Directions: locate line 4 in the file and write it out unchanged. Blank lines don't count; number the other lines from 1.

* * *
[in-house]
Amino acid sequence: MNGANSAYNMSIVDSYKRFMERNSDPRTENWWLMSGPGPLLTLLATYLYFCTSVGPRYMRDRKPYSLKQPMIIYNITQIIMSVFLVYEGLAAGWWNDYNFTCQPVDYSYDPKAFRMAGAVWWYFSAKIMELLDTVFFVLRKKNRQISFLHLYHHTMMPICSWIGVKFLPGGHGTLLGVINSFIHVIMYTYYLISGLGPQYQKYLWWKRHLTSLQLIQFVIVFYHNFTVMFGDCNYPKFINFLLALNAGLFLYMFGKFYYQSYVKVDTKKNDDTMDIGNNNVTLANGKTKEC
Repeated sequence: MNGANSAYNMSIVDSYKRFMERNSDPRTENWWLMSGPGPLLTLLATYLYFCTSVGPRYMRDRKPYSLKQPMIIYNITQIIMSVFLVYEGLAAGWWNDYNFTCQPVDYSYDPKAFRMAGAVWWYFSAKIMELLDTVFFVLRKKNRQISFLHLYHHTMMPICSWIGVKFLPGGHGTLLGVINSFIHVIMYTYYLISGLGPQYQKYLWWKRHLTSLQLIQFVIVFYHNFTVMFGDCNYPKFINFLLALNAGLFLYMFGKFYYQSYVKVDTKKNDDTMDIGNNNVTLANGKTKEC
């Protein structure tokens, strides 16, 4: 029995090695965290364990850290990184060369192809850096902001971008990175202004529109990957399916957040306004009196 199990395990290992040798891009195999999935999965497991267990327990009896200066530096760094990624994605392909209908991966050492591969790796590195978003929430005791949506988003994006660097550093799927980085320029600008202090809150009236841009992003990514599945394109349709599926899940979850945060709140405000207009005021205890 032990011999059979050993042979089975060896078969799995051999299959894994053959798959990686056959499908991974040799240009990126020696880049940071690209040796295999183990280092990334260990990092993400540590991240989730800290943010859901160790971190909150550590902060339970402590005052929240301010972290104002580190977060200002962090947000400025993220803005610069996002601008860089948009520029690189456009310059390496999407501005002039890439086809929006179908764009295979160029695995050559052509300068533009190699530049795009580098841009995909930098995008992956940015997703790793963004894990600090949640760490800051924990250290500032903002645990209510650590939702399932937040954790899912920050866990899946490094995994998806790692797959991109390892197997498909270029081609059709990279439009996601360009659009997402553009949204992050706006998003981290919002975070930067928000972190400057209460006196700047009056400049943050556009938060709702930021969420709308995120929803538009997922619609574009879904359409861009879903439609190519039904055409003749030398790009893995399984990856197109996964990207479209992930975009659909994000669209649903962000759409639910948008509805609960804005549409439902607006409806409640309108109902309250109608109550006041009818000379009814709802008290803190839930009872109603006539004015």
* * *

């Protein structure tokens, strides 16, 4: 029995090695965290364990850290990184060369192809850096902001971008990175202004529109990957399916957040306004009196 199990395990290992040798891009195999999935999965497991267990327990009896200066530096760094990624994605392909209908991966050492591969790796590195978003929430005791949506988003994006660097550093799927980085320029600008202090809150009236841009992003990514599945394109349709599926899940979850945060709140405000207009005021205890 032990011999059979050993042979089975060896078969799995051999299959894994053959798959990686056959499908991974040799240009990126020696880049940071690209040796295999183990280092990334260990990092993400540590991240989730800290943010859901160790971190909150550590902060339970402590005052929240301010972290104002580190977060200002962090947000400025993220803005610069996002601008860089948009520029690189456009310059390496999407501005002039890439086809929006179908764009295979160029695995050559052509300068533009190699530049795009580098841009995909930098995008992956940015997703790793963004894990600090949640760490800051924990250290500032903002645990209510650590939702399932937040954790899912920050866990899946490094995994998806790692797959991109390892197997498909270029081609059709990279439009996601360009659009997402553009949204992050706006998003981290919002975070930067928000972190400057209460006196700047009056400049943050556009938060709702930021969420709308995120929803538009997922619609574009879904359409861009879903439609190519039904055409003749030398790009893995399984990856197109996964990207479209992930975009659909994000669209649903962000759409639910948008509805609960804005549409439902607006409806409640309108109902309250109608109550006041009818000379009814709802008290803190839930009872109603006539004015």